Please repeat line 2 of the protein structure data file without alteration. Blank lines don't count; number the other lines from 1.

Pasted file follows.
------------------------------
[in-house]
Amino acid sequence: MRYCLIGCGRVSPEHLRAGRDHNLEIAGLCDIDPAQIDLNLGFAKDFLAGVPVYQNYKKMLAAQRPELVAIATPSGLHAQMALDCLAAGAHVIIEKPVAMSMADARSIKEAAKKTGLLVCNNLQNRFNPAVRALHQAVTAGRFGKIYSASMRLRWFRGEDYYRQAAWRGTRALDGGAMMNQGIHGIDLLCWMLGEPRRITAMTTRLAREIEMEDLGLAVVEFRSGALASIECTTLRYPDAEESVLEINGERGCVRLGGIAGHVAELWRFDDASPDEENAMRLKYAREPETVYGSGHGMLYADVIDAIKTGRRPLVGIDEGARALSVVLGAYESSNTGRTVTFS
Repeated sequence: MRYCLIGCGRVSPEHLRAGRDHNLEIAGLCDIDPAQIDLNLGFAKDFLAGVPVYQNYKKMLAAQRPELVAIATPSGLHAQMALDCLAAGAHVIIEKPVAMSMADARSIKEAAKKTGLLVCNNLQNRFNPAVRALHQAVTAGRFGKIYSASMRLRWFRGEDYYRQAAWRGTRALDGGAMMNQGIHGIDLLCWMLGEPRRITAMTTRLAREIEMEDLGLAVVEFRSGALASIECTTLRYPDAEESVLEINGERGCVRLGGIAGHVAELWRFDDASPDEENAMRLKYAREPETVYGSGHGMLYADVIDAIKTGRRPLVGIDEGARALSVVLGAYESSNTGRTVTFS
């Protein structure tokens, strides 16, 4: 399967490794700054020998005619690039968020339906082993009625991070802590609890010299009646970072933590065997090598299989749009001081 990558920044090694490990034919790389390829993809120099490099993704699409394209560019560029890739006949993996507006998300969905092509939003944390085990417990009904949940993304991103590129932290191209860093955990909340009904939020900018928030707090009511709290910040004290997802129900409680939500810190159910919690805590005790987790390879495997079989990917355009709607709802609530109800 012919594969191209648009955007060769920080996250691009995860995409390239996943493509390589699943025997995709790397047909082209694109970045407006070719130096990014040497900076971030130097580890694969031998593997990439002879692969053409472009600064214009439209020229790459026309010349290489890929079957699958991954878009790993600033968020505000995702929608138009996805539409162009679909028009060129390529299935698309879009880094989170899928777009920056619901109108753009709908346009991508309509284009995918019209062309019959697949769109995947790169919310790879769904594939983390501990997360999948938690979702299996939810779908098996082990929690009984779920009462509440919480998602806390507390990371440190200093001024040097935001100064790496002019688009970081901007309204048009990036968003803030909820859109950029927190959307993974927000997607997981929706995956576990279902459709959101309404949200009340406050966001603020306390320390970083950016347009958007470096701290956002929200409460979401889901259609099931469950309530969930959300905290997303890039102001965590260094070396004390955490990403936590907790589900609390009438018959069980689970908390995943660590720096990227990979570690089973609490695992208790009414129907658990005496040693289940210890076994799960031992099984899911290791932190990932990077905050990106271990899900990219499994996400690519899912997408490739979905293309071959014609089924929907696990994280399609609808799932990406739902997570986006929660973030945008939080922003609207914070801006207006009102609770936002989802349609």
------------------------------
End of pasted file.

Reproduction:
Amino acid sequence: MRYCLIGCGRVSPEHLRAGRDHNLEIAGLCDIDPAQIDLNLGFAKDFLAGVPVYQNYKKMLAAQRPELVAIATPSGLHAQMALDCLAAGAHVIIEKPVAMSMADARSIKEAAKKTGLLVCNNLQNRFNPAVRALHQAVTAGRFGKIYSASMRLRWFRGEDYYRQAAWRGTRALDGGAMMNQGIHGIDLLCWMLGEPRRITAMTTRLAREIEMEDLGLAVVEFRSGALASIECTTLRYPDAEESVLEINGERGCVRLGGIAGHVAELWRFDDASPDEENAMRLKYAREPETVYGSGHGMLYADVIDAIKTGRRPLVGIDEGARALSVVLGAYESSNTGRTVTFS